Many Filipinos, including this writer, are having apprehensions regarding the possibility of an armed confrontation with China. The world cannot afford to have another conflict that would ruin the current economic progress that Asia is enjoying. For aside from the political chaos it will create, the economic malady it is bound to engender will surely bring about unimaginable tragedy in our time. While the Philippines is intent on claiming the territories it rightfully owns, it should also consider other avenues that would settle these issues with China in as sober a manner as possible.
China, in its drive to maintain its current position as the world’s most progressive economy, has to resort to extreme measures to widen its horizon in search of resources that would maintain its base in the economic arena. Whereas previously China’s power was confined to building its economic strength, it now boasts of military might and power that can approximate the best in the world. In the words of US President Barack Obama, China’s superior power is inevitable to come in East Asia.
President Obama’s visit to Japan has, to a certain extent, given the Japanese the reassurance that the US will support their country in case of an inevitable military confrontation with China; but not the Philippines, where his visit was more on strengthening ties on trade and commerce and other diplomatic interests. The event was more to make us feel our military inferiority and the possible losses, both economic and political, if we pursued our position. There were no reassuring words of military support, unlike his Japan visit. Not because of stronger ties between the US and Japan but because Japan provides more economic benefits to the US; and US can get more from Japan than what it can gain from the Philippines. The only thing going as far as our relationship with the US is concerned is that it is one of the longest and we have always been abiding and following religiously all the whims and caprices of our good old friend “Uncle Sam.”
To think that the US will support us and fight side by side with our military in the event of an armed conflict with China is wishful thinking. It’s not going to happen, not by a long shot.
According to an article by the Council of Foreign Relations (CFR), “China’s rising influence is natural. It is a country of 1.3 billion people. Until 1800, it comprised a third of world economic output. China’s rapid growth over the last 30 years reflects a return toward this long-term historical equilibrium. China’s development, as well as that of the rest of Asia, will necessarily alter the preeminent geopolitical position that the United States has enjoyed since the end of the Cold War.”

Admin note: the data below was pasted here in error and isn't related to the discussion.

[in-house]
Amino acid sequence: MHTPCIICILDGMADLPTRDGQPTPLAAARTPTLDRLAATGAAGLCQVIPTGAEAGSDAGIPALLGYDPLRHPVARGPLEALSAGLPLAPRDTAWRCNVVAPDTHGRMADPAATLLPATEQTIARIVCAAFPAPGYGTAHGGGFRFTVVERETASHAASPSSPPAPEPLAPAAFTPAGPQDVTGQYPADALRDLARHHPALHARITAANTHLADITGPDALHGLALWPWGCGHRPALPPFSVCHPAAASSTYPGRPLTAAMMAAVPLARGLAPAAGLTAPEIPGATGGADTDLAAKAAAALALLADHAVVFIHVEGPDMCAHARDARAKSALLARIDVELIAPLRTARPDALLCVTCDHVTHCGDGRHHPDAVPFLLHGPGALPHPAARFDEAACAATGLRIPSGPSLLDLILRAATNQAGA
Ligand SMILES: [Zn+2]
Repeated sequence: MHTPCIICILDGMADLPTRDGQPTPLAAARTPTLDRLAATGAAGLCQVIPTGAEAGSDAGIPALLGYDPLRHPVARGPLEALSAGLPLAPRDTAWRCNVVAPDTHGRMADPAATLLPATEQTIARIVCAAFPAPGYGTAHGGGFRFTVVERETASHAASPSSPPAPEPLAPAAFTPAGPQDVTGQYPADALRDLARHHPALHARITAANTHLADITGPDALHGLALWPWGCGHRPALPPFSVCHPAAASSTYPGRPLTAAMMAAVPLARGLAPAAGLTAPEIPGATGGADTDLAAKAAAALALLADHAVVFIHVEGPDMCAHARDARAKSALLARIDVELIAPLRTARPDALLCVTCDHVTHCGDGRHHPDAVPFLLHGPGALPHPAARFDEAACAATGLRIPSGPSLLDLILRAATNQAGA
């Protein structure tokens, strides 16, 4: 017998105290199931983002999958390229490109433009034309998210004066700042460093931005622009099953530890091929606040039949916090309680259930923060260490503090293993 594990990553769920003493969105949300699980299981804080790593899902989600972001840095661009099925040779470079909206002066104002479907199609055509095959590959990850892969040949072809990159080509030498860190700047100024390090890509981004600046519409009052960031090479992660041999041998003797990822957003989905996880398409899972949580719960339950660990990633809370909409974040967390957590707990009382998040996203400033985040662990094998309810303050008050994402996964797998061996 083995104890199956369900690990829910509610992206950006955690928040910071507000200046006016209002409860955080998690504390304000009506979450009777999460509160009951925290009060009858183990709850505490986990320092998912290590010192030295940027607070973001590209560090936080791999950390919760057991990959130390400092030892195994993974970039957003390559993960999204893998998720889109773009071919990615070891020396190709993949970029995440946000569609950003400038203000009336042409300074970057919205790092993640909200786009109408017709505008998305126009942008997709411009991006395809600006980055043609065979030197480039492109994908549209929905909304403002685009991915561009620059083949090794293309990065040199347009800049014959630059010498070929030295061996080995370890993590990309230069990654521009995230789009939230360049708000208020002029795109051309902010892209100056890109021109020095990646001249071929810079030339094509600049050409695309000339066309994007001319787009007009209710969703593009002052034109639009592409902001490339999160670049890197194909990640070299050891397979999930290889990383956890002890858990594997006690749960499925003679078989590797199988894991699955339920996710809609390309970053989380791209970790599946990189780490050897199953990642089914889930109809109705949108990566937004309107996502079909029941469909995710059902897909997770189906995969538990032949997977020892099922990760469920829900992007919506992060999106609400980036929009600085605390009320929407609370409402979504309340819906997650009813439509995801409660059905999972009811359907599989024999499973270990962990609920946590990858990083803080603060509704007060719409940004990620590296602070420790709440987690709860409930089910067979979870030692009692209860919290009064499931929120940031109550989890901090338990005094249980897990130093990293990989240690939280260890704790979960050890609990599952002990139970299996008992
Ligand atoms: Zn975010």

No matter how you look at it and regardless of events that will transpire to highlight China’s superior power and dominance over the rest of the Asian region, United States intervention in case of chaos will at most likely be as a mere pacifier, unlike the manner of involvement in regional conflicts in the Middle East where it has turned into a full-blown war because of America’s unwarranted intrusion.
China’s economic power, which perhaps shaped its good image with the rest of the world, is enough to overturn the perceived arrogance it has made with the rest of the world’s perception of its bullying acts and as such may be interpreted as justified despite the twisted reasoning. A testament to what wealth and power can do…
Increased crime rate
The crime rate index has continuously accelerated over the past years. Forty-five percent of those surveyed believe that the crime rate has been increasing over the past three years. The data presents an alarming trend as it shows that, despite many innovations introduced to weed out criminality, crime has still increased. There must be something wrong along the line of operations. Despite continuous modernization in the technical aspects of police operations, their competence is still in question.
Regardless of repeated innovations or advancement, the police forces are bound to go nowhere for as long as competent people within the police force remain endangered.
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